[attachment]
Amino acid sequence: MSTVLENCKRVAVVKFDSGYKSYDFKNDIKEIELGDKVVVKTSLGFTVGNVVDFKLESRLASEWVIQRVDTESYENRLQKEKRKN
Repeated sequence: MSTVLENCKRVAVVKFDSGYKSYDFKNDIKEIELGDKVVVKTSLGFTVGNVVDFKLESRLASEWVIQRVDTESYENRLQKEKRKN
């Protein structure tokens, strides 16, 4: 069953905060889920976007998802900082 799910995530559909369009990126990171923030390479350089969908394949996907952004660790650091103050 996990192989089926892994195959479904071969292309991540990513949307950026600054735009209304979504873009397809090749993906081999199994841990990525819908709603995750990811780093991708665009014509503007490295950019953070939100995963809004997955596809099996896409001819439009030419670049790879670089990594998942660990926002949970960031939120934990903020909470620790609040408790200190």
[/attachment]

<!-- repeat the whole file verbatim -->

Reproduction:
Amino acid sequence: MSTVLENCKRVAVVKFDSGYKSYDFKNDIKEIELGDKVVVKTSLGFTVGNVVDFKLESRLASEWVIQRVDTESYENRLQKEKRKN
Repeated sequence: MSTVLENCKRVAVVKFDSGYKSYDFKNDIKEIELGDKVVVKTSLGFTVGNVVDFKLESRLASEWVIQRVDTESYENRLQKEKRKN
């Protein structure tokens, strides 16, 4: 069953905060889920976007998802900082 799910995530559909369009990126990171923030390479350089969908394949996907952004660790650091103050 996990192989089926892994195959479904071969292309991540990513949307950026600054735009209304979504873009397809090749993906081999199994841990990525819908709603995750990811780093991708665009014509503007490295950019953070939100995963809004997955596809099996896409001819439009030419670049790879670089990594998942660990926002949970960031939120934990903020909470620790609040408790200190």